“We found that a muon … is not in agreement with our current best theory of physics at the subatomic level, and … it potentially points to a future with new laws, new particles and new forces in physics which we haven’t seen to date,” said Professor Mark Lancaster at U of Manchester.

“The main goal of the experiment is to make the measurement and compare with the theory, and if they disagree then it’s telling us that there’s something in nature which is not in the theory,” explained James Mott at Fermilab.

The four known forces of nature (gravity, electricity, two nuclear forces: strong and weak interactions) have left scientists without an answer for some observed phenomena, such as the speed at which galaxies spin (faster than the best model suggests). Therefore, they continue to search for glitches in their already-tight models which might point them things they don’t yet know about.

The most recent work was done at Fermilab (Muon g-2 experiment), but a similar experiment was already done earlier at the Large Hadron Collider. These tools accelerate particles in large rings at close to the speed of light.

The evidence needs more tests for greater certainty, particularly to rule out the possibility of a systematic error, and particularly with a new, independent experiment, but physicists will be chasing this line of experiment eagerly.

“This is outstanding confirmation of experimental technique, and very, very suggestive of the possibility of new physics,” noted scientist David Hertzon of U of Washington.

By the editors

#AnomalousMagneticDipoleMomentOfTheMuon #QuantumElectrodynamics

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People in Kachin state demonstrate against China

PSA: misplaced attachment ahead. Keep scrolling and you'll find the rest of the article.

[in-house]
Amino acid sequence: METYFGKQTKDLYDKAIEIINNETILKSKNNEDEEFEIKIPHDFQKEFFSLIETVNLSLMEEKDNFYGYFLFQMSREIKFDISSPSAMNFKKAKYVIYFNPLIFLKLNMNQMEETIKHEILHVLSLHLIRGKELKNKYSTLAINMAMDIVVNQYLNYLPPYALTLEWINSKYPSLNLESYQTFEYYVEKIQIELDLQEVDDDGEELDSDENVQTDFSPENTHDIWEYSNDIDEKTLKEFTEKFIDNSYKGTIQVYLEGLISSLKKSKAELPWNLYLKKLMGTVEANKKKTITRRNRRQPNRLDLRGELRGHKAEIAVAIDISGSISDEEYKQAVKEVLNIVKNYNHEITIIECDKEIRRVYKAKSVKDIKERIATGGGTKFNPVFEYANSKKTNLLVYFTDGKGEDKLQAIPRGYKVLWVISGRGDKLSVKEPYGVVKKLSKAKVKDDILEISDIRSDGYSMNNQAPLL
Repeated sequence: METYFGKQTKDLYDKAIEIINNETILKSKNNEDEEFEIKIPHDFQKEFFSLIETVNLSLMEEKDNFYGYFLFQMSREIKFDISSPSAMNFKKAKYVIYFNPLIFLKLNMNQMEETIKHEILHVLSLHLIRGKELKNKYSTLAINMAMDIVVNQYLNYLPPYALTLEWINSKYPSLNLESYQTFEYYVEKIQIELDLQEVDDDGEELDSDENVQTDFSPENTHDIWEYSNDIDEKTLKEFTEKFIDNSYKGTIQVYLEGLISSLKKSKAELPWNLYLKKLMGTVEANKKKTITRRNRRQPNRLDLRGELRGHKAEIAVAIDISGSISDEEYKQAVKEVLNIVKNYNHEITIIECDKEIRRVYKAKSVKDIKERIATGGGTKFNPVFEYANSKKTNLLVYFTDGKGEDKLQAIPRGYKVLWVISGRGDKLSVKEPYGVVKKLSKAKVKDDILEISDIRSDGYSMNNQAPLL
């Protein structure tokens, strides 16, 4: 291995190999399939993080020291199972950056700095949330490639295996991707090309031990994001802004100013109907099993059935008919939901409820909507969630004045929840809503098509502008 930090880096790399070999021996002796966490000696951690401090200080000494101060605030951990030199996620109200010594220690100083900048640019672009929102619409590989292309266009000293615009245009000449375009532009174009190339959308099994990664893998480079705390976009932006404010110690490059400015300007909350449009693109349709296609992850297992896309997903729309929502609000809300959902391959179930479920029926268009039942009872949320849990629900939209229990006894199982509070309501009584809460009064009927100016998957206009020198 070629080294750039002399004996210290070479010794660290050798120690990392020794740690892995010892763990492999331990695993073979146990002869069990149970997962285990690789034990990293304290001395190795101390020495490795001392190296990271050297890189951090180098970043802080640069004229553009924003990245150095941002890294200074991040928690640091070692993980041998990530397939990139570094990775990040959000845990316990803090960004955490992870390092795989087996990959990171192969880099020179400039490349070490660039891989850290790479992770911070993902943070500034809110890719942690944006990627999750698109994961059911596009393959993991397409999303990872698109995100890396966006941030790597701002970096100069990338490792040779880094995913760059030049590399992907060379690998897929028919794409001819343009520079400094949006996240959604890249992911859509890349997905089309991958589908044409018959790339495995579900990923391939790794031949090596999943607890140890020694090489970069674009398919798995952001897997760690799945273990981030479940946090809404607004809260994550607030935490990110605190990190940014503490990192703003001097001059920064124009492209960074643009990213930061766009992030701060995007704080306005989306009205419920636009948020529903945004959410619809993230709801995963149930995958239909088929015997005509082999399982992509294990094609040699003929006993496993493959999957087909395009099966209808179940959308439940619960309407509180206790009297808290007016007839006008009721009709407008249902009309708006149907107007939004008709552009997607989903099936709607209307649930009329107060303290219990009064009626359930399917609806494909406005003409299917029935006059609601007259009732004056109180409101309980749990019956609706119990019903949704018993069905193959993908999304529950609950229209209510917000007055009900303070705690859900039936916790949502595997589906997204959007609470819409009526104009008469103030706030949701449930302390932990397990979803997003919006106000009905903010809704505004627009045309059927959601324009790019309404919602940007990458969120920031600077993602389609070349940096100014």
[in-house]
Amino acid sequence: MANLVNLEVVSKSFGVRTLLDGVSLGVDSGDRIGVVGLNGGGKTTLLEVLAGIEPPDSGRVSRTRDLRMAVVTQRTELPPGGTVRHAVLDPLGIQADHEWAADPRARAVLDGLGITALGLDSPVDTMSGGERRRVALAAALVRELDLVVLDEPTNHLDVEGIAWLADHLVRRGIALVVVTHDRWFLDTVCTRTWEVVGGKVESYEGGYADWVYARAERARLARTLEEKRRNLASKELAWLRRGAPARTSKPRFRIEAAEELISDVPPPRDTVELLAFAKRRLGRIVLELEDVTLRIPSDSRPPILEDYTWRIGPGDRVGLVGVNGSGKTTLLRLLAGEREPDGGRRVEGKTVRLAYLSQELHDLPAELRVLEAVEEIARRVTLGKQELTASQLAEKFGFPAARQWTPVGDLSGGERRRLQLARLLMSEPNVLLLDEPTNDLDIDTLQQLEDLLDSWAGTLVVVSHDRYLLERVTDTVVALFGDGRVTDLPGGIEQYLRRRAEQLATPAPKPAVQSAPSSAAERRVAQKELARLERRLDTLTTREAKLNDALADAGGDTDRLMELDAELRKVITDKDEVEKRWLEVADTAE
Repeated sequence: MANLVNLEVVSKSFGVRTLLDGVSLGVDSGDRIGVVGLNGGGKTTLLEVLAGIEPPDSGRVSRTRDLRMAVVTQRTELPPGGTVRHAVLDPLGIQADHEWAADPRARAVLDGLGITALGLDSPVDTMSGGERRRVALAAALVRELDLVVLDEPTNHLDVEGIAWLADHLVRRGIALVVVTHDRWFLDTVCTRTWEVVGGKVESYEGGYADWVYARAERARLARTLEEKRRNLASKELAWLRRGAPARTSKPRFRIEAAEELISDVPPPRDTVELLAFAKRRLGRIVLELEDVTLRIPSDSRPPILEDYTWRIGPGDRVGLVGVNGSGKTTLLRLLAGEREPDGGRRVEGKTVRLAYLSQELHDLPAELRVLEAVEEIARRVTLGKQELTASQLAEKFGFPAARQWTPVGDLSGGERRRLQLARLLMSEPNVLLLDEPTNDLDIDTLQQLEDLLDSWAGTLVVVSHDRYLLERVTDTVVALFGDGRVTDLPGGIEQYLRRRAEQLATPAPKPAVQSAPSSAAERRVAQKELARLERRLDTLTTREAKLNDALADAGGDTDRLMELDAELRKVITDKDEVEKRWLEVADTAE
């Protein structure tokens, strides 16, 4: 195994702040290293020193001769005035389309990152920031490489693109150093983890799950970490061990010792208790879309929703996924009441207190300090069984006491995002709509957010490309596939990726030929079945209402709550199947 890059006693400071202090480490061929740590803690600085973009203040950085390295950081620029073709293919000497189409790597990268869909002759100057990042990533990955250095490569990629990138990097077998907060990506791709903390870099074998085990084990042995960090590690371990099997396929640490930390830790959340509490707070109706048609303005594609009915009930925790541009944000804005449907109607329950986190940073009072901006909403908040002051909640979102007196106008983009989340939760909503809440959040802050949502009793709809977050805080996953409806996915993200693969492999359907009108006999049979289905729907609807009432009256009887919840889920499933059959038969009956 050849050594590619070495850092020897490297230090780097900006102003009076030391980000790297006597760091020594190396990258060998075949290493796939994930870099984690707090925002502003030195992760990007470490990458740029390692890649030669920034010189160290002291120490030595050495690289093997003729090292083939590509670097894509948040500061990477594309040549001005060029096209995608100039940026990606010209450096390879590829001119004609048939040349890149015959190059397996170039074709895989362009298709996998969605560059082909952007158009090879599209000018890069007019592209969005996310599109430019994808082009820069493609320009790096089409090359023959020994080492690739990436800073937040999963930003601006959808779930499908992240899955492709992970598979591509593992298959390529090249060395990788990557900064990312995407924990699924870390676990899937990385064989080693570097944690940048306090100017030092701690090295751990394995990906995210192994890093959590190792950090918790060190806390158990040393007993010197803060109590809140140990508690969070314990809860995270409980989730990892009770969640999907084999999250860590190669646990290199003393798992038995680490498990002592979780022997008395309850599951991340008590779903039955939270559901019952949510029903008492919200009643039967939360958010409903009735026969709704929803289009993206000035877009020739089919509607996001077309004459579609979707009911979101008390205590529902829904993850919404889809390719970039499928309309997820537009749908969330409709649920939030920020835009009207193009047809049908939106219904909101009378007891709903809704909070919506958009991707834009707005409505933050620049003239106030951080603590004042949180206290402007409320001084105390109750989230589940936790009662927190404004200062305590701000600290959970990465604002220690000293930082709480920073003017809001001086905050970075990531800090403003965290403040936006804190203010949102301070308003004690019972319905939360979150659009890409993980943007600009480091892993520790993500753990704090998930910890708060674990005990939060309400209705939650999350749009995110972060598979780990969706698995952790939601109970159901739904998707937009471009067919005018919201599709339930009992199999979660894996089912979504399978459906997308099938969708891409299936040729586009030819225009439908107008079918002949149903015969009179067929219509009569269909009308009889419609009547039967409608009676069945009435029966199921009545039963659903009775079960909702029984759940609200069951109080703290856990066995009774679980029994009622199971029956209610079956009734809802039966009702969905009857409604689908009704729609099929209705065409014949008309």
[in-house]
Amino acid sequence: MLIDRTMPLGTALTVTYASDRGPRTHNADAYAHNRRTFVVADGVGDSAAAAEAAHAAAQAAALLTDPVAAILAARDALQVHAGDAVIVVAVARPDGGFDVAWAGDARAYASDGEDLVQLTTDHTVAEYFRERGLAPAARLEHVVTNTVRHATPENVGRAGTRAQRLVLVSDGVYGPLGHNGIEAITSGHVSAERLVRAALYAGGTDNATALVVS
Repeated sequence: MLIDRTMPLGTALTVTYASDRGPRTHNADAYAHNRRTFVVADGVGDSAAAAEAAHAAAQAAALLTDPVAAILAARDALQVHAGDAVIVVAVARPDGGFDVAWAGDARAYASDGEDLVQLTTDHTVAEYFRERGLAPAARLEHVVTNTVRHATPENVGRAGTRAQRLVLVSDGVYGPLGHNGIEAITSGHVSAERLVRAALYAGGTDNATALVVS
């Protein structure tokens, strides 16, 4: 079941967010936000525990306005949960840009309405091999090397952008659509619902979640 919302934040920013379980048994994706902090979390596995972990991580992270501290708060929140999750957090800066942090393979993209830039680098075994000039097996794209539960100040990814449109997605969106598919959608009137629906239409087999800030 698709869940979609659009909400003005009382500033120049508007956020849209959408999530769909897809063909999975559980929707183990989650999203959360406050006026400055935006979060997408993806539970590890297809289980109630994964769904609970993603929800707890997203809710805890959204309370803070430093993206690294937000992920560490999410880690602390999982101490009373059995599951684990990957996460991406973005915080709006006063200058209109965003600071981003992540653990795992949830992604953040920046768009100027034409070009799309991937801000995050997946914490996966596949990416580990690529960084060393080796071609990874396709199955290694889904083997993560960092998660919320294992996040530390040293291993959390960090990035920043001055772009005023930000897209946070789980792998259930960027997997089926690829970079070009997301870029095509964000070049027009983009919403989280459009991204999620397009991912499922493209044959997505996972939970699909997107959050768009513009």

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YANGON, Myanmar – The people in the Pharkant area of Kachin state demonstrated against China this week, drawing a cross on the Chinese flag and burning a picture of Myanmar’s military leader Min Aung Hlaing.

“China stands with the military leader,” shouted the demonstrators.

By Htay Win
Photo credit Aye Yarwaddy

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Myanmar military council arrests the artist Zarganar

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YANGON, Myanmar – The artist Zarganar was arrested by the Myanmar military council from his home in Tarmwe township, Yangon this morning.

Zarganar is not only a director but also a comedian famous for political jokes since the 1988 democratic revolution.

Zarganar was arrested by the Myanmar military many times before 2010.

By Htay Win
Photo credit Zarganar page

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Kayin IDPs struggle to get for food

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YANGON, Myanmar – Kayin internally displaced people are desperate for food, clothing and shelter, hiding in the forest from the air strikes of the Myanmar military.

The IDPs fled to neighboring Thailand, but Thai government turned them back. However, Wednesday morning the Thai government opened Maeseli jetty in Maehaungsaung district to sending rations and medicines over the border to Kayin state, according to a Thai media.

By Htay Win

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Twenty Myanmar celebrities charged with incitement

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YANGON, Myanmar -They were charged under the country’s media law with inciting government employees to join the popular civil disobedience movement (CDM) through social media.

Celebrities took part in the NLD election campaigns and are thought to have played a large part in influencing the public, particularly Myanmar’s youth, to vote for Aung San Suu Kyi.

By Htay Win
Photo credit Myanmar celebrity